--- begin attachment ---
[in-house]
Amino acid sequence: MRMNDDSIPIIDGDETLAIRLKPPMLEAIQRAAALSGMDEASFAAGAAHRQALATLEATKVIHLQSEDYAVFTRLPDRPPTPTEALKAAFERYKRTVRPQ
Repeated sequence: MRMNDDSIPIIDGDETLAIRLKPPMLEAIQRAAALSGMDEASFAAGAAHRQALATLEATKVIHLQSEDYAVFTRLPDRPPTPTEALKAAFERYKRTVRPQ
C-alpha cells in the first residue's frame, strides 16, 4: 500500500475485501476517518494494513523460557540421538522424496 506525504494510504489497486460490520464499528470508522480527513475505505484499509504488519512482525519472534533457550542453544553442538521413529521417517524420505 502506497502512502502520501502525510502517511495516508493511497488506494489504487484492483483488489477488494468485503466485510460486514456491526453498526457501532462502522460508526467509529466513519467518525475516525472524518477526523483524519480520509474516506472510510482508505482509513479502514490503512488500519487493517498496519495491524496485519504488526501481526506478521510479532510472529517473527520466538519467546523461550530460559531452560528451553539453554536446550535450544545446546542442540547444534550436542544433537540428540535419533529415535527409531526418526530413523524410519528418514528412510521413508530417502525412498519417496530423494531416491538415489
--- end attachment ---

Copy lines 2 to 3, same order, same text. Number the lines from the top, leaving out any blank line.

Amino acid sequence: MRMNDDSIPIIDGDETLAIRLKPPMLEAIQRAAALSGMDEASFAAGAAHRQALATLEATKVIHLQSEDYAVFTRLPDRPPTPTEALKAAFERYKRTVRPQ
Repeated sequence: MRMNDDSIPIIDGDETLAIRLKPPMLEAIQRAAALSGMDEASFAAGAAHRQALATLEATKVIHLQSEDYAVFTRLPDRPPTPTEALKAAFERYKRTVRPQ